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Author Topic: Dutch Schoultz's Shooting System  (Read 4208 times)
D. Taylor Sapergia
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« Reply #25 on: August 14, 2012, 10:32:52 PM »

Appleton's.
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D. Taylor Sapergia
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« Reply #26 on: August 17, 2012, 08:44:07 AM »

I too have tried Dutch's "system," but with mixed results.  To wit, the "dry" patch regimen didn't work so well for me: too much effort to seat the patched RB; no magical improvement in accuracy.  However, his target analysis and discussion of patch thickness (I was new at this then) was a real eye opener and helped me to get a new Green Mtn. bbl. to shoot well.  As for wet/damp patches, I found that at least in my Rice bbl'ed. Isaac Haines .54cal. rifle, there was no need to swab the bore at all, although I did so 2x when changing to a different RB.*

For my fellow rum fanciers, try these 80 proof rums:  Bacardi Dark (a real bargain), Gosling's Black Seal (Bermuda rum), or Cruzan 28 yr. old.  Appleton's is good too, as is Mt. Gay.


*73 - 80gr. Graf's (Wano) FFFg by volume
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Paul W. Brasky
doug
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« Reply #27 on: August 19, 2012, 12:18:50 PM »

   even though I have a copy of Dutch's system, I have never used it because it essentially is a bench rest method and we shoot almost exclusively woods walks around here.  I would also be a bit nervous of shooting essentially a dry patch in the woods in summer time.  I did think the method made sense if you were a bench shooter.

    Re the comment about wet muggy conditions, a damp barrel between shots has never been a problem for me and in fact it is somewhat preferrable because it allows easier loading.  Under those conditions I do keep a strip of cloth tied to my possibles bag for wiping the pan and particularly the bottom of the pan cover

cheer Doug
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westerner
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« Reply #28 on: August 19, 2012, 04:47:46 PM »

I been using a spit patch when shooting round balls forever.  Have experimented a lot on my own. I thought that was the fun part of shooting and experimenting with loads.  If Dutch's loading system is a shortcut and it works it would stop all the fun,...... for me that is.
My fun continues. Been experimenting with .38 hollow base (Minie) bullets in one of my German percussion Schuetzen rifles. Part of the fun is making the molds and experimenting with skirt thickness and shapes. Dont want anyone to tell me what works. Have found that it doesnt always work anyway.  
Read Dutch's book and you'll still spend a lifetime having fun experimenting with rifles and loads.  If you're like me that is. I dont know anyone who just wants the best load right now. But, if you have an open mind or you're not very bright or new to BP shooting or like to read about others efforts..................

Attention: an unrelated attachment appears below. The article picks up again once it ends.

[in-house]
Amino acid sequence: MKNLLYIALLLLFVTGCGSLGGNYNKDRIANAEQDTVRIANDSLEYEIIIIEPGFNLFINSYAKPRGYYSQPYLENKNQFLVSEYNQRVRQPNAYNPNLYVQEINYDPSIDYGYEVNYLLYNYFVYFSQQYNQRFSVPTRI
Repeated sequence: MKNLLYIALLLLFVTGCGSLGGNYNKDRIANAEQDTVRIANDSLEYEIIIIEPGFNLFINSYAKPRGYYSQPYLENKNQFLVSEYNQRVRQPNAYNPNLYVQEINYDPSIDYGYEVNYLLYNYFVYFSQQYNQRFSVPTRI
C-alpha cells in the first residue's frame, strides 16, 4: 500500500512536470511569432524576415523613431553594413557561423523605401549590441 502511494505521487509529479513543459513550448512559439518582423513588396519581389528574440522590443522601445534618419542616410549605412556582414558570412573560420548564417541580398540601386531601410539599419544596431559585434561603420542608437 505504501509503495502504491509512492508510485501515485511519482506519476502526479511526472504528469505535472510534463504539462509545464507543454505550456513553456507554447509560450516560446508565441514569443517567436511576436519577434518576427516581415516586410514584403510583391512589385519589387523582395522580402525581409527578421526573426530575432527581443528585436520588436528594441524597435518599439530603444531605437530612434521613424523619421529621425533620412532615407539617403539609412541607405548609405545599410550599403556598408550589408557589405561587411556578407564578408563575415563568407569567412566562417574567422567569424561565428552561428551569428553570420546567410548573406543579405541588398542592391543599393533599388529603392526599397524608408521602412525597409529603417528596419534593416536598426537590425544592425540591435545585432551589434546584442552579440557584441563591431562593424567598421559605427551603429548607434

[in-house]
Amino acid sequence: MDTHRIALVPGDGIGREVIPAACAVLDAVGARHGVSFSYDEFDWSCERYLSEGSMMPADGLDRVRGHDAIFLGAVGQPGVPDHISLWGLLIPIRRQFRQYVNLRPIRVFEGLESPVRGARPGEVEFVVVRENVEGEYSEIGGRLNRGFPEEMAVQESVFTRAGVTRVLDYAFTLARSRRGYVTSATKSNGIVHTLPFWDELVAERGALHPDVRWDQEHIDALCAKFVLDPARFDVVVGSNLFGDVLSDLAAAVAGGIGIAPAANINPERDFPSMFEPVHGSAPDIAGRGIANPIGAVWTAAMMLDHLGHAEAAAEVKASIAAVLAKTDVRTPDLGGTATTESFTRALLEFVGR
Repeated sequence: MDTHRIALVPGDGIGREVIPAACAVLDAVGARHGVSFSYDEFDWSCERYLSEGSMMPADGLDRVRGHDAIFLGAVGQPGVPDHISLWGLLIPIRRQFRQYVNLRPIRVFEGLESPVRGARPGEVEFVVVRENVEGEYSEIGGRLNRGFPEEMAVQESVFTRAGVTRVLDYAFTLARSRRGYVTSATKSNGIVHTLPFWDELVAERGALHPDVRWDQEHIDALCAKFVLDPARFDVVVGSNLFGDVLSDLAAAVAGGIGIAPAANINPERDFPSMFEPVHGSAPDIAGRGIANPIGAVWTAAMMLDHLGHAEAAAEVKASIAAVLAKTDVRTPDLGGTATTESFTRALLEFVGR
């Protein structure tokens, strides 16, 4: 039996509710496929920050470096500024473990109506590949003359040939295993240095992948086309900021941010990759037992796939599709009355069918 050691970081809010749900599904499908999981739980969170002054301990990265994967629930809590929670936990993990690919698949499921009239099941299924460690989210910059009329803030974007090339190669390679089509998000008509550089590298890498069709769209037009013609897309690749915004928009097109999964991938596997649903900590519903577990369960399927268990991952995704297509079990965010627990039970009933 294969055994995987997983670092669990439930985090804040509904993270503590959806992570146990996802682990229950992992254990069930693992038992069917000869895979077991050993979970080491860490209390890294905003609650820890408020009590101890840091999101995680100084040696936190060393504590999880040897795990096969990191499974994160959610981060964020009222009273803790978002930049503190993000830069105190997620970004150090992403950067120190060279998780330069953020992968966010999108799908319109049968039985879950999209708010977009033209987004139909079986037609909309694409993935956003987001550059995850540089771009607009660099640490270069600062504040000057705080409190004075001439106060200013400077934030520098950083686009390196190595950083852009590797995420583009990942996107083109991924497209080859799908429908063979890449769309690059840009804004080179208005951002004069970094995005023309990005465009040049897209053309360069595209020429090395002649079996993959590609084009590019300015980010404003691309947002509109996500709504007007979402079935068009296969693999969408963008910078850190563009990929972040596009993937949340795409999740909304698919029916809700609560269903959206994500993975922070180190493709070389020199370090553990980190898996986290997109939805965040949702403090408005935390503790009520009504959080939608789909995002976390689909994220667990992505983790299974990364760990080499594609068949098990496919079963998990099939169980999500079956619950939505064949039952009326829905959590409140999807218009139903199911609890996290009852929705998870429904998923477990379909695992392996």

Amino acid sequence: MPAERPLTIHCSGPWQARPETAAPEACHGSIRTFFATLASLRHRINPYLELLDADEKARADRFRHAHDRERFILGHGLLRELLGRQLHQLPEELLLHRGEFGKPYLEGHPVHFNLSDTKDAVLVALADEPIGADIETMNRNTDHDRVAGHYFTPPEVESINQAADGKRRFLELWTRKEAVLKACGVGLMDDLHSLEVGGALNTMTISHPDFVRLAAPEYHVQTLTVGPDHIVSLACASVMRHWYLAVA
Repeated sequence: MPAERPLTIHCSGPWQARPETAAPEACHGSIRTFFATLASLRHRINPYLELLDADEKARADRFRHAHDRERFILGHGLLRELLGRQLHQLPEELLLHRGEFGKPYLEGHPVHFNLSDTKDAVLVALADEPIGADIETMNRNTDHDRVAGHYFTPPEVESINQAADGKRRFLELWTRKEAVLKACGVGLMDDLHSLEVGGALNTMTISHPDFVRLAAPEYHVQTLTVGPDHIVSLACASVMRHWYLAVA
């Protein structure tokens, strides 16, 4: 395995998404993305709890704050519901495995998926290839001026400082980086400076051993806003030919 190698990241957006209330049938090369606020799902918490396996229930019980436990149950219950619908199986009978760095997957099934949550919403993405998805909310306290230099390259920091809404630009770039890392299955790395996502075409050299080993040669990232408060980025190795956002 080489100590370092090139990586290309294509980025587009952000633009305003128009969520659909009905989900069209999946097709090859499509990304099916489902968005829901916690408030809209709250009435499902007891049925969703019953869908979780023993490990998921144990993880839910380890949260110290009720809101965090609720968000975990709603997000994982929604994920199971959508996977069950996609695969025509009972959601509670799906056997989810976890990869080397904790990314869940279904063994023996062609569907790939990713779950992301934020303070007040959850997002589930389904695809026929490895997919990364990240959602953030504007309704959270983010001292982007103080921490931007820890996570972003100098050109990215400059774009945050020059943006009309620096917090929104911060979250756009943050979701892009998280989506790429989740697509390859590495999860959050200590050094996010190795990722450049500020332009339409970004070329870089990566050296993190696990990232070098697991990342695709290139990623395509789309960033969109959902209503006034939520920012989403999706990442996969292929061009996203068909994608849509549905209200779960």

Better to have an open mind, if you can handle it that is.   Grin

     Joe.












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pathfinder
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« Reply #29 on: August 23, 2012, 11:19:34 AM »

Was alway's leary about how "secretive" everyone was who bought the "system" Kinda cultish sounding. "We bought it,IT'S AWSOME, cant tell ya or we'll have to kill ya!"

I also have no problem using spit as a lube. Dr. Tim is right about having a seperate rag to mop up the pan on humid day's,just dont grab it and stick it in yer mouth for a patch,takes MONTHS to get that taste out!
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20 years later I STILL see the same guy that's on my avatar. Wife see's me differently!
oldarcher
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« Reply #30 on: August 24, 2012, 07:23:18 AM »

I really did not expect this amount of reaction to my post concerning my satisfaction with Dutch's shooting/load system. Dutch wrote his "system" in the early 80's to share his technique to determine how to find the powder/ball/patch/lube your rifle likes best. At that time we had only articles in Muzzle Blasts, Muzzleloader as well as some very good books to advise us. Those of us that were able to go to Friendship could watch the bench shooters, but few would take the time to share their secrets with anyone they did not know. The Internet was not available so Dutch was a great source of information. I reread the information and realized that it was still valid today.

I do not doubt for a second that our Northern Friend is satisfied by shooting without cleaning. I am sure that he is convinced that he and his friends have the "combination" for good accuracy.

I have been shooting for nearly 40 years, and have forgotton the many, many barrels that I have used. (My best shooting barrel was a Getz that I purchased at a NMLRA auction at Friendship in 2000). I have NEVER been able to shoot a good tight patch/ball combination without regular wiping.